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Author Nepomuk
ZRO
#31 | Posted: 24 Feb 2012 08:55 | Edited by: Nepomuk 
On reduser someone said the k-10 is as accurate as the Hubble but faster.

I assume that means the k-10 is a more accurate device, needing less measurements to get the same results.
In a lab you always do a series of measurements to reach a more accurate result.

I have never used a CMS or a probe at that level. When I look at the results of Eizo's colornavigator software using my dtp94b to calibrate my EIZO cg241w, I get deltaE values in the order of 10^-1. If the human eye can not detect 3 deltaE or less, I wonder what probe one really needs. Wouldn't it be sufficient to stay one order of magnitude below human perception? I am curious.

Author Steve

INF
Male
#32 | Posted: 24 Feb 2012 09:11 
Nope, both are about the same - both are filter based - and have similar accuracy.
You need the same number of measurements for calibration regardless of the probe - this defines the accuracy of the LUT - lress samples less accuracy, regardless of the probe.

In our evaluations the K-10 was slower than the Hubble when measuring dark colours.
But both are good probes, and work well with LightSpace

If you want ultimate accuracy go for a PR-655, or Jeti 1211.

But for very good general calibration the i1 Display Pro is fine.

And a deltaE value means nothing for true calibration as it is a 1 dimensional value.
You need to compare the colour space in true 3D space to see the variations.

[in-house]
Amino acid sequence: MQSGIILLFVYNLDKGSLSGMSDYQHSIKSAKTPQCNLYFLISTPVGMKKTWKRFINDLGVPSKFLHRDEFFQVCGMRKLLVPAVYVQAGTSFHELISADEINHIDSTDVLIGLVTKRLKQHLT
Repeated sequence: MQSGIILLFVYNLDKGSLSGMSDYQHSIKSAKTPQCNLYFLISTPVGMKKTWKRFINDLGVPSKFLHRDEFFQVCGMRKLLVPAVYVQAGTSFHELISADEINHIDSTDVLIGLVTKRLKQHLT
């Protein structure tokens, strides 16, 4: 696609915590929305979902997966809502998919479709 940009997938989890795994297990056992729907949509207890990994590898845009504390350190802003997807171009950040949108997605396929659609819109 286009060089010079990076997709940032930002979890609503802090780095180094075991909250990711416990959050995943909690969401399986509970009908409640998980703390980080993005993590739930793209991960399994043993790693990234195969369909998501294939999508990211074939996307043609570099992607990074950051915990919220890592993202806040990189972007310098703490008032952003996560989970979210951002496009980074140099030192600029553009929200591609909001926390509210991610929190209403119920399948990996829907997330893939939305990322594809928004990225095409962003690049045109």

Steve Shaw
Mob Boss at Light Illusion

Author Nepomuk
ZRO
#33 | Posted: 24 Feb 2012 09:49 
Interesting!

Of course its more complicated in 3d, but how would you grasp the eye's minimal sensitivity in more detailed way? Are there studies? I just wonder. I hope not being too persistent.

Author Steve

INF
Male
#34 | Posted: 24 Feb 2012 09:59 
The 3D display within LightSpace shows the variation between the target colour space and the display. If the 3D display is a perfect cube the display is 100% accurate...

Simples
Steve Shaw
Mob Boss at Light Illusion

Author Nepomuk
ZRO
#35 | Posted: 25 Feb 2012 10:25 
my thoughts went more in the direction: 10 point cube would be enough, so considering the eye, a uneven distribution of such points, more density in the skin tones, less in the blues? So any 3D-LUT generation would be based on a color space determined from experiments generated from a number of test people. And each point you could describe an error by a coordinate vector and a radius, as an equivalent to the deltaEs in 1D.

@probes: so what makes a probe faster? I meant whats going on inside, which is send to the CMS for that one measured point. Or is the CMS addressing the probe on a physical level?

Author Steve

INF
Male
#36 | Posted: 25 Feb 2012 10:55 
Sorry to say I really do not understand most of that last post?

A LUT has no idea in advance of what colour will be within a given image...

As for probes - it's down to how long it take a given probe to reach a stable reading for a given colour/brightness. When it has a stable reading it tells the CMS it's happy. The CMS then presents the next patch.
Steve Shaw
Mob Boss at Light Illusion

Author Nepomuk
ZRO
#37 | Posted: 25 Feb 2012 12:45 
this stable reading is the result of a series of measurements I talked about.

I was referring also to the wavelength dependency of the human eye to detect differences in hue, saturation and brightness, and was wondering how to put it into numbers in 3d compared to 1d.